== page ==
Homage paid on Best’s big night
Randy Horton was one of the dozens who came out last night to support Clyde Best, his former Somerset Trojans team-mate, at his book signing last night at Brown & Co, saying Best was deserving off all the accolades he has received over the years for a trailblazing professional career.
Horton, these days better known for putting out fires as the Speaker of the House as opposed to the havoc he wrought as a striker, played with Best in the 1960s before he embarked on a career in England with West Ham United.
The two would go on to play in the North American Soccer League in the 1970s, Best in Tampa, Portland and Toronto and Horton with the New York Cosmos, where he was a team-mate of Pelé.
Best, he says, always had something special about him as a young player with Somerset. “I coached him in the junior team before he went on to play in our senior team at Somerset,” Horton said.
“Clyde was just head and shoulders — not only in size — above the others. With his demeanour, he always had the right attitude, and that's half the battle when you are going to become a professional. It's not only about having high level of skill, but also a high level of attitude.”
The pair formed a formidable and intimidating front line for the Trojans, who were a dominant force in local football at the time. “There were a lot of players who were better than me, but what Clyde had was the right approach to the game that helped him to navigate the challenges that he had,” Horton said.
“What he went through, a lot of players were unable to deal with it because they didn't have the attitude of ‘I'm going to get there and not let anything get in my way'. He worked 200 per cent to get better and better. It had a lot to do with Clyde's upbringing. His father, who was from Barbados, had standards and if you knew Joe Best, he believed in discipline.
“As a player, I never saw anybody strike the ball like Clyde, even when watching guys playing today. At that time in Somerset, we had eight players in the national team. The game we played against USA at the National Stadium, I think there was eight of us in the starting line-up.”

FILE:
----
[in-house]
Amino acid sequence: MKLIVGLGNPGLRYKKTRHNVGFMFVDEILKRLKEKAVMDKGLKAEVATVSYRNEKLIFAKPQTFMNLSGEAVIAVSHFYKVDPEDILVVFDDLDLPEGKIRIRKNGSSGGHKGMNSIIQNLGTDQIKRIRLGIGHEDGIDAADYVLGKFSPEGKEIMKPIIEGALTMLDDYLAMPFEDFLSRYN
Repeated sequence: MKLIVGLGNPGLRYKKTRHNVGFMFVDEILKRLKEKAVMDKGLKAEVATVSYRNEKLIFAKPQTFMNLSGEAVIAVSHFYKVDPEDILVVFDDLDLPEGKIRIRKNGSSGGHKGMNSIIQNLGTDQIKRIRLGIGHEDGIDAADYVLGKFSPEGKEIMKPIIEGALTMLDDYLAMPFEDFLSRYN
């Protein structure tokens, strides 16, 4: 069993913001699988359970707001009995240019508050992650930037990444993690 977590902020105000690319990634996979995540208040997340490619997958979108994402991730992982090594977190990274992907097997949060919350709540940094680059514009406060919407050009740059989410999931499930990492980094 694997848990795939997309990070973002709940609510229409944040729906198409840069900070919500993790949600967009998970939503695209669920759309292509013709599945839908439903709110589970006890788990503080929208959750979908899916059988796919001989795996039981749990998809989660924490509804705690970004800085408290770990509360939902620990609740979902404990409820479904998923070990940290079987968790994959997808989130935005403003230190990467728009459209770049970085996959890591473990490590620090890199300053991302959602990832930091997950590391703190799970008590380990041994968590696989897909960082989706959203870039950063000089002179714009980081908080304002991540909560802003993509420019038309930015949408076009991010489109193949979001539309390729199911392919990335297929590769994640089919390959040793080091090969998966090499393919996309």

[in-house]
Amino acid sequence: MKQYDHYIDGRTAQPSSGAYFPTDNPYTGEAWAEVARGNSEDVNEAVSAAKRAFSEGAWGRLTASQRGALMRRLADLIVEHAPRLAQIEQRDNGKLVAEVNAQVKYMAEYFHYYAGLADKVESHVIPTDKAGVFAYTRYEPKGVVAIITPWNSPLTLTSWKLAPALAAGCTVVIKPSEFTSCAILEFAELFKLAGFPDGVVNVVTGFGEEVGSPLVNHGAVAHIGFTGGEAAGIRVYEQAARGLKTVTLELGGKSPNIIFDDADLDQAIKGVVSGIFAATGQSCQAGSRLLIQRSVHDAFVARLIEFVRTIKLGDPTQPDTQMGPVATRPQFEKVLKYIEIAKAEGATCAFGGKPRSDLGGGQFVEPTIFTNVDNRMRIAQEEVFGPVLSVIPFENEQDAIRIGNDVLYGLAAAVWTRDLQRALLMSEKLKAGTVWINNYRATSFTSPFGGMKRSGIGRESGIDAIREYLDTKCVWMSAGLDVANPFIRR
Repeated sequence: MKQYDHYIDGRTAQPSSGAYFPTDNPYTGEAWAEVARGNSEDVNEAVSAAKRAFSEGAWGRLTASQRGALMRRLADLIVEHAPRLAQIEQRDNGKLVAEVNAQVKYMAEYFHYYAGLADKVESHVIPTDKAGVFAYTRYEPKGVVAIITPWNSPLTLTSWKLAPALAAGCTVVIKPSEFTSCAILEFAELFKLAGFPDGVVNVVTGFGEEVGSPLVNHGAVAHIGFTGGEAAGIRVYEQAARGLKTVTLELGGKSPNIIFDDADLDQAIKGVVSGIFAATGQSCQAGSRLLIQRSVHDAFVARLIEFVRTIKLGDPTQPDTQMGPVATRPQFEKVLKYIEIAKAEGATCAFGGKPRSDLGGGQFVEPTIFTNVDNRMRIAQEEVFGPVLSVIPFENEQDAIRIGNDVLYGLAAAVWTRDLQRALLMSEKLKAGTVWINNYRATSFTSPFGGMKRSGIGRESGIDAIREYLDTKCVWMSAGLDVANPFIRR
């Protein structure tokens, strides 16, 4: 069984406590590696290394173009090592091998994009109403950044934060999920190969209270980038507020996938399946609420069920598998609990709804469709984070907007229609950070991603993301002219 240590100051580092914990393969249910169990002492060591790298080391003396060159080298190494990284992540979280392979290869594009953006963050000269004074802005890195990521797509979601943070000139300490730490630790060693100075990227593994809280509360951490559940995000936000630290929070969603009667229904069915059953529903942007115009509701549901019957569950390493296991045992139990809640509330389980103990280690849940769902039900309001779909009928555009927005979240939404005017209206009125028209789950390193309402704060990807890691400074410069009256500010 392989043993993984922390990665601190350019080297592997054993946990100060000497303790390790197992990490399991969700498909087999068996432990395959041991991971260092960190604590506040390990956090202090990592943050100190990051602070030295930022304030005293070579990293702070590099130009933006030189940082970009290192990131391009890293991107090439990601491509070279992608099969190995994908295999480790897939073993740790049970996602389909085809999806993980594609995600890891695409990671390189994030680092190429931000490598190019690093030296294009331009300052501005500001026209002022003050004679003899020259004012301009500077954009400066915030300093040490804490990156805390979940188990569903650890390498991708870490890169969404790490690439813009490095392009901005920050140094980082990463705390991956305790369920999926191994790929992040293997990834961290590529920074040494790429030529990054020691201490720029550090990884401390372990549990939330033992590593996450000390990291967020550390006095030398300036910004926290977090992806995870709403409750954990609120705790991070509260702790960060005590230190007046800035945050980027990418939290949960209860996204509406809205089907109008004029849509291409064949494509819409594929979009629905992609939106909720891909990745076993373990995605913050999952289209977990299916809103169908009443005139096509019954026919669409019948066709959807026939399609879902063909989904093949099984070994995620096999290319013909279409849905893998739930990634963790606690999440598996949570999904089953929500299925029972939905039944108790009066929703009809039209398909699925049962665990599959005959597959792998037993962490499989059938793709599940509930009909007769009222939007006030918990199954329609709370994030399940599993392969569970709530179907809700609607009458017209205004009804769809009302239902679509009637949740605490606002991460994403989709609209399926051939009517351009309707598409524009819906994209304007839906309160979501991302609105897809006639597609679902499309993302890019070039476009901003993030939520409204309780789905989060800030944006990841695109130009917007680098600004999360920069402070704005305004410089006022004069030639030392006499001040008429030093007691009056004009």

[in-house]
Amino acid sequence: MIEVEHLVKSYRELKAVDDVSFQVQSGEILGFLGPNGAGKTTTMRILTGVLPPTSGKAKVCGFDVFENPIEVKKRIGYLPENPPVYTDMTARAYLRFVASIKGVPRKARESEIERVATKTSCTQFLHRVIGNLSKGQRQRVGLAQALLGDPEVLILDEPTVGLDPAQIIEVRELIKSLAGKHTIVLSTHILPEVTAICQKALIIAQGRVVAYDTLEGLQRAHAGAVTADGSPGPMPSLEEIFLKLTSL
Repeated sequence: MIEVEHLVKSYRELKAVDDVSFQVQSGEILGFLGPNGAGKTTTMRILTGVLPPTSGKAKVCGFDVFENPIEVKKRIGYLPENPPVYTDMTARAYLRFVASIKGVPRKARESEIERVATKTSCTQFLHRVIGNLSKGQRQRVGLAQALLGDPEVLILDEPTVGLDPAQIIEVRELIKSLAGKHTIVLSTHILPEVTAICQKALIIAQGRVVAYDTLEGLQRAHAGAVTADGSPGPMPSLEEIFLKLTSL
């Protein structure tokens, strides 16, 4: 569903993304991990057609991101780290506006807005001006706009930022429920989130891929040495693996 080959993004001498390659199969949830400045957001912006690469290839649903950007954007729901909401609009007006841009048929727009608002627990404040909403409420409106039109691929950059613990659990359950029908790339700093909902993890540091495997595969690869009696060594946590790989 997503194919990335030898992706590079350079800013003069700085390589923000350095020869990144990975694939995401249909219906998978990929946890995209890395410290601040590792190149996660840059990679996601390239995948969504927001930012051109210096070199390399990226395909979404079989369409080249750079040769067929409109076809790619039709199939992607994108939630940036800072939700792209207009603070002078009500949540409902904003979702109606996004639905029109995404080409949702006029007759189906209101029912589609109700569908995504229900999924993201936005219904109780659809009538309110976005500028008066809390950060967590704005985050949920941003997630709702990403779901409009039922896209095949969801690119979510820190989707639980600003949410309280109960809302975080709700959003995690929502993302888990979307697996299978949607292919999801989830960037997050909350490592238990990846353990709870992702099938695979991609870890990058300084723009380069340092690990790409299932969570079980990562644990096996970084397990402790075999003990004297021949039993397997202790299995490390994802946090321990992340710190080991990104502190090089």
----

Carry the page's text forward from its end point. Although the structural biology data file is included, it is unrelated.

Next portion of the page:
Dozens turned out to get signed copies of Best's book, which details his career as a footballer and the challenges he faced as one of the first black players in the English game at the time. His success helped to open doors for other black players, including other Bermudians such as Shaun Goater, Kyle Lightbourne and Nahki Wells.
“I can tell you people in England love Clyde,” Horton said. “About four years ago, I was at a game in London — Fulham against West Ham — and a young black guy was sitting next to me and we started talking. I told him I was from Bermuda and he said, ‘Do you know Clyde Best?'. I told him I played with Clyde and he went on to say that ‘when Clyde Best was playing in London, whether you are for Spurs, Arsenal or Chelsea, we all root for Clyde Best. We all wanted to be like Clyde Best'.”
Devarr Boyles, the coach of North Village, passed up a training session last evening to take his first-team players to The Bookmart to meet Best. Boyles played in the Bermuda team when Best was the coach and recalls an incident at an airport in Miami in the late 1990s when the team were travelling to St Marten for a match.
“Over the PA system, they paged Clyde and when we got to our gate, somebody ran up to Clyde and said to him that he was his role model and how important he was to football,” Boyles said.
“It was a former professional player from the UK and he missed his plane because it was a once-in-a-lifetime chance to meet Clyde. He heard that the Bermuda team was in the airport and knew that Clyde was coaching us. That was massive. Up to that point, I hadn't realised the magnitude of what Clyde had done.
“This was a training night for us but I decided to forgo training and we ran over here.”